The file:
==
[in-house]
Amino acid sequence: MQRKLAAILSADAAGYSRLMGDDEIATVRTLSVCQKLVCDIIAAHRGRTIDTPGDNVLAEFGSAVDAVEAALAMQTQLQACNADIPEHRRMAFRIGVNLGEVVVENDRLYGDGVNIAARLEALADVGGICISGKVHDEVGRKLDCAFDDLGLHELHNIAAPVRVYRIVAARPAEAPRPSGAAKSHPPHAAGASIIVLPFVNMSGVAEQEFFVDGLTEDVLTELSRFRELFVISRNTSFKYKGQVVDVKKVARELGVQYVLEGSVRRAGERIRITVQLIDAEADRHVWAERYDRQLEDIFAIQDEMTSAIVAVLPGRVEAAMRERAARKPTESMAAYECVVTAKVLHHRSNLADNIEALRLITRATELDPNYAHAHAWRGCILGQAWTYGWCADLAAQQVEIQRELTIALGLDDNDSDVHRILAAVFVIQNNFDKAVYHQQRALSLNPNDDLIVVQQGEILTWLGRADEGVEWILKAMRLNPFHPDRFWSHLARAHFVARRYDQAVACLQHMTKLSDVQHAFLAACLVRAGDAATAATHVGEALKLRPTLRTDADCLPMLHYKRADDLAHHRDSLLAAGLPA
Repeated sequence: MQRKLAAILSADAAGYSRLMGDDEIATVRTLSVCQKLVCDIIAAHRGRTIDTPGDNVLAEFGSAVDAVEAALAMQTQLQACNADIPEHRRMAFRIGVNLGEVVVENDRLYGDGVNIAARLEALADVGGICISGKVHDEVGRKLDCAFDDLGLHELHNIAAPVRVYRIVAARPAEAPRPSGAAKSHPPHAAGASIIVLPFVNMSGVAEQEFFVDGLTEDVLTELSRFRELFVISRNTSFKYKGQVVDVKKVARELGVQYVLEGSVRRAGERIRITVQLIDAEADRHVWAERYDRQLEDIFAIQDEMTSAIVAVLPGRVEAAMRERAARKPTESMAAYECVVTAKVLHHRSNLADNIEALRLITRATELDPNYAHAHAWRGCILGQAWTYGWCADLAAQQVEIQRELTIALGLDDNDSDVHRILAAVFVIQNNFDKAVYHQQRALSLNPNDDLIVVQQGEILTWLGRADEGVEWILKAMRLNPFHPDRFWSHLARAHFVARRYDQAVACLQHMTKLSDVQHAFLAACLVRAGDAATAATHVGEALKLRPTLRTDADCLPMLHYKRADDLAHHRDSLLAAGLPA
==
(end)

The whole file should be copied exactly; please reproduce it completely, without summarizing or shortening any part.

[in-house]
Amino acid sequence: MQRKLAAILSADAAGYSRLMGDDEIATVRTLSVCQKLVCDIIAAHRGRTIDTPGDNVLAEFGSAVDAVEAALAMQTQLQACNADIPEHRRMAFRIGVNLGEVVVENDRLYGDGVNIAARLEALADVGGICISGKVHDEVGRKLDCAFDDLGLHELHNIAAPVRVYRIVAARPAEAPRPSGAAKSHPPHAAGASIIVLPFVNMSGVAEQEFFVDGLTEDVLTELSRFRELFVISRNTSFKYKGQVVDVKKVARELGVQYVLEGSVRRAGERIRITVQLIDAEADRHVWAERYDRQLEDIFAIQDEMTSAIVAVLPGRVEAAMRERAARKPTESMAAYECVVTAKVLHHRSNLADNIEALRLITRATELDPNYAHAHAWRGCILGQAWTYGWCADLAAQQVEIQRELTIALGLDDNDSDVHRILAAVFVIQNNFDKAVYHQQRALSLNPNDDLIVVQQGEILTWLGRADEGVEWILKAMRLNPFHPDRFWSHLARAHFVARRYDQAVACLQHMTKLSDVQHAFLAACLVRAGDAATAATHVGEALKLRPTLRTDADCLPMLHYKRADDLAHHRDSLLAAGLPA
Repeated sequence: MQRKLAAILSADAAGYSRLMGDDEIATVRTLSVCQKLVCDIIAAHRGRTIDTPGDNVLAEFGSAVDAVEAALAMQTQLQACNADIPEHRRMAFRIGVNLGEVVVENDRLYGDGVNIAARLEALADVGGICISGKVHDEVGRKLDCAFDDLGLHELHNIAAPVRVYRIVAARPAEAPRPSGAAKSHPPHAAGASIIVLPFVNMSGVAEQEFFVDGLTEDVLTELSRFRELFVISRNTSFKYKGQVVDVKKVARELGVQYVLEGSVRRAGERIRITVQLIDAEADRHVWAERYDRQLEDIFAIQDEMTSAIVAVLPGRVEAAMRERAARKPTESMAAYECVVTAKVLHHRSNLADNIEALRLITRATELDPNYAHAHAWRGCILGQAWTYGWCADLAAQQVEIQRELTIALGLDDNDSDVHRILAAVFVIQNNFDKAVYHQQRALSLNPNDDLIVVQQGEILTWLGRADEGVEWILKAMRLNPFHPDRFWSHLARAHFVARRYDQAVACLQHMTKLSDVQHAFLAACLVRAGDAATAATHVGEALKLRPTLRTDADCLPMLHYKRADDLAHHRDSLLAAGLPA